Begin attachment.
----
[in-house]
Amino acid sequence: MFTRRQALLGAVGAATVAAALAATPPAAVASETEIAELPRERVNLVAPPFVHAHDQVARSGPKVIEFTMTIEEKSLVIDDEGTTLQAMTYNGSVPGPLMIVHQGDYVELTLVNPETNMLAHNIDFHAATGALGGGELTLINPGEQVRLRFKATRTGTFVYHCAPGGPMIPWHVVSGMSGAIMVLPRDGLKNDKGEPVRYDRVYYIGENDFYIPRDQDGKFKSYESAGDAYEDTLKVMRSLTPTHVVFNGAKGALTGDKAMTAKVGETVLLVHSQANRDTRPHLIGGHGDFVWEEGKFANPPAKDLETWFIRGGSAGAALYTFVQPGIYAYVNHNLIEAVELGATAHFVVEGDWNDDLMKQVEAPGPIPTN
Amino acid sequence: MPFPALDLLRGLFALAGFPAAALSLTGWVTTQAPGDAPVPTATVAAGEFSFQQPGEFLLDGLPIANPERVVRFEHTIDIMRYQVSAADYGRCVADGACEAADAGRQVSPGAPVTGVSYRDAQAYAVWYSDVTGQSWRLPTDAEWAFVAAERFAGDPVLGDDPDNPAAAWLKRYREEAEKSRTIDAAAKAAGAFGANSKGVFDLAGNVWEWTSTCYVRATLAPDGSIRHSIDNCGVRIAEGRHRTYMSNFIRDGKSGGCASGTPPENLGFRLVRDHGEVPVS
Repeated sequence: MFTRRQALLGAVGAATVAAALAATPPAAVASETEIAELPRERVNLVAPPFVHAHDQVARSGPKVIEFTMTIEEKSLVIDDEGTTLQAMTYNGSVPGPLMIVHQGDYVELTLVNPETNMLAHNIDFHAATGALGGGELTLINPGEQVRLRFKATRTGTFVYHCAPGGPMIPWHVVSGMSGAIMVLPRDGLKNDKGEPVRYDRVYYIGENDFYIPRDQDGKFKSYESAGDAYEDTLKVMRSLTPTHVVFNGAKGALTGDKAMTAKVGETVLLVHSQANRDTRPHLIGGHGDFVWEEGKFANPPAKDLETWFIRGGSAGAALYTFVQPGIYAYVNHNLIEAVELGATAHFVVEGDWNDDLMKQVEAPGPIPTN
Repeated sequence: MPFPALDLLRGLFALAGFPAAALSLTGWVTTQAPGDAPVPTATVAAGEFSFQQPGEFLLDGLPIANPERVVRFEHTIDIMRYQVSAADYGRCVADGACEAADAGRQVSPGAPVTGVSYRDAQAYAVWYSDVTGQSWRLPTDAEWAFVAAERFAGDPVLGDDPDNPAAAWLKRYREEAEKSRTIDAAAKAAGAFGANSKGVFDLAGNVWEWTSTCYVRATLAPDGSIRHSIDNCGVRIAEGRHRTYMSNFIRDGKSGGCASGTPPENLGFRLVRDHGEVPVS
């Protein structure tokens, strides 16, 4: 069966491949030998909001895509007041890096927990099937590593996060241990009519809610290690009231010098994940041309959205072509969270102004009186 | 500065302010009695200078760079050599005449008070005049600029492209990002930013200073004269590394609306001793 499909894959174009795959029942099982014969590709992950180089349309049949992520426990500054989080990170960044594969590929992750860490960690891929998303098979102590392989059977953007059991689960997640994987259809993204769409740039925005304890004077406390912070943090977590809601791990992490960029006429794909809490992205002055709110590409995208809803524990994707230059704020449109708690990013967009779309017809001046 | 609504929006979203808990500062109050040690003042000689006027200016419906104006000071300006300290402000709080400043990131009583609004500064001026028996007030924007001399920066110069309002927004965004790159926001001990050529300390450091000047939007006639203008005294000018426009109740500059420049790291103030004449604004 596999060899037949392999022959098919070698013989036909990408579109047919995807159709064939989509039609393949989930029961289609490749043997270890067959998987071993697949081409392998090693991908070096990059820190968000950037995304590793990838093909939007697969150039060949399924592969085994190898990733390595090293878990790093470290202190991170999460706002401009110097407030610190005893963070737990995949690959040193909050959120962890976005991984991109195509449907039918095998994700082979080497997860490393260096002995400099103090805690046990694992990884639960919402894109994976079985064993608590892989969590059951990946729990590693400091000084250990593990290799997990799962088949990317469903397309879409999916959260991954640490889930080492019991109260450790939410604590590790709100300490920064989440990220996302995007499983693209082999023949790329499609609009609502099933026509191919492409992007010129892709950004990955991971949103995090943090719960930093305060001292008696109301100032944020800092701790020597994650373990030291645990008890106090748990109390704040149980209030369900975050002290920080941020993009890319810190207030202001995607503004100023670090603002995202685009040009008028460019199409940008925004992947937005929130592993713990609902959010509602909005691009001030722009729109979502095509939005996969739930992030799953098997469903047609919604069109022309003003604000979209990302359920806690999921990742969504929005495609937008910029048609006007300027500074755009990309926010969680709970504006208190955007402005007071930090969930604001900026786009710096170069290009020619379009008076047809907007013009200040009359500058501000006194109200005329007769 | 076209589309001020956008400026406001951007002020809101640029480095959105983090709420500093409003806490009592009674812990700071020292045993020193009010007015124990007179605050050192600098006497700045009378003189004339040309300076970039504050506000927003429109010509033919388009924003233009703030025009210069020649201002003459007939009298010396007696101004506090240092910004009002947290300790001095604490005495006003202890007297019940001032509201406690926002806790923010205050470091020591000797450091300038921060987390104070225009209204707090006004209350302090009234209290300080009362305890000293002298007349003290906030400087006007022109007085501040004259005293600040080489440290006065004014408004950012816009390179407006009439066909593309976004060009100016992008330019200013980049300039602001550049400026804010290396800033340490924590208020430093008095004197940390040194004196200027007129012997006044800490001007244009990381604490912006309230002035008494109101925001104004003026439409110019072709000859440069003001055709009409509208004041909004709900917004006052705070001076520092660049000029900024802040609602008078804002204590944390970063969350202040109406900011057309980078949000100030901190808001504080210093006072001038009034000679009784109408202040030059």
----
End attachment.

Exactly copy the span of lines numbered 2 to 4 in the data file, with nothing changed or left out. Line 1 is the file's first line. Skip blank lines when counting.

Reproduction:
Amino acid sequence: MFTRRQALLGAVGAATVAAALAATPPAAVASETEIAELPRERVNLVAPPFVHAHDQVARSGPKVIEFTMTIEEKSLVIDDEGTTLQAMTYNGSVPGPLMIVHQGDYVELTLVNPETNMLAHNIDFHAATGALGGGELTLINPGEQVRLRFKATRTGTFVYHCAPGGPMIPWHVVSGMSGAIMVLPRDGLKNDKGEPVRYDRVYYIGENDFYIPRDQDGKFKSYESAGDAYEDTLKVMRSLTPTHVVFNGAKGALTGDKAMTAKVGETVLLVHSQANRDTRPHLIGGHGDFVWEEGKFANPPAKDLETWFIRGGSAGAALYTFVQPGIYAYVNHNLIEAVELGATAHFVVEGDWNDDLMKQVEAPGPIPTN
Amino acid sequence: MPFPALDLLRGLFALAGFPAAALSLTGWVTTQAPGDAPVPTATVAAGEFSFQQPGEFLLDGLPIANPERVVRFEHTIDIMRYQVSAADYGRCVADGACEAADAGRQVSPGAPVTGVSYRDAQAYAVWYSDVTGQSWRLPTDAEWAFVAAERFAGDPVLGDDPDNPAAAWLKRYREEAEKSRTIDAAAKAAGAFGANSKGVFDLAGNVWEWTSTCYVRATLAPDGSIRHSIDNCGVRIAEGRHRTYMSNFIRDGKSGGCASGTPPENLGFRLVRDHGEVPVS
Repeated sequence: MFTRRQALLGAVGAATVAAALAATPPAAVASETEIAELPRERVNLVAPPFVHAHDQVARSGPKVIEFTMTIEEKSLVIDDEGTTLQAMTYNGSVPGPLMIVHQGDYVELTLVNPETNMLAHNIDFHAATGALGGGELTLINPGEQVRLRFKATRTGTFVYHCAPGGPMIPWHVVSGMSGAIMVLPRDGLKNDKGEPVRYDRVYYIGENDFYIPRDQDGKFKSYESAGDAYEDTLKVMRSLTPTHVVFNGAKGALTGDKAMTAKVGETVLLVHSQANRDTRPHLIGGHGDFVWEEGKFANPPAKDLETWFIRGGSAGAALYTFVQPGIYAYVNHNLIEAVELGATAHFVVEGDWNDDLMKQVEAPGPIPTN